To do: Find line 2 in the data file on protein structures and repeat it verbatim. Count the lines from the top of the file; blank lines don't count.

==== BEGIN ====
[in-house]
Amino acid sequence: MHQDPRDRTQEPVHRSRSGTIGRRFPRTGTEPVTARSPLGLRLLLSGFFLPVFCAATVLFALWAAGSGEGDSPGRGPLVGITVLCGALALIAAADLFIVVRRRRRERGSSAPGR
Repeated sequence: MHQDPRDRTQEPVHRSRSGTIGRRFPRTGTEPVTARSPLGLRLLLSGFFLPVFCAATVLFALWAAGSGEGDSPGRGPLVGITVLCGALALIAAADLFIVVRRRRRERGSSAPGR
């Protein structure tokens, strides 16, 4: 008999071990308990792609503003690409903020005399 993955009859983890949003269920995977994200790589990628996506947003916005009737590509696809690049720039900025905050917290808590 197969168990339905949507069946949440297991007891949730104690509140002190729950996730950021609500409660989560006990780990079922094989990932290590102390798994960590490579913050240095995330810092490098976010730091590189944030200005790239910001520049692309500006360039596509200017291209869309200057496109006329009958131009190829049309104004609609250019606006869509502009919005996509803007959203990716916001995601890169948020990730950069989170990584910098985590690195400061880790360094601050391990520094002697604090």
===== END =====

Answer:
Amino acid sequence: MHQDPRDRTQEPVHRSRSGTIGRRFPRTGTEPVTARSPLGLRLLLSGFFLPVFCAATVLFALWAAGSGEGDSPGRGPLVGITVLCGALALIAAADLFIVVRRRRRERGSSAPGR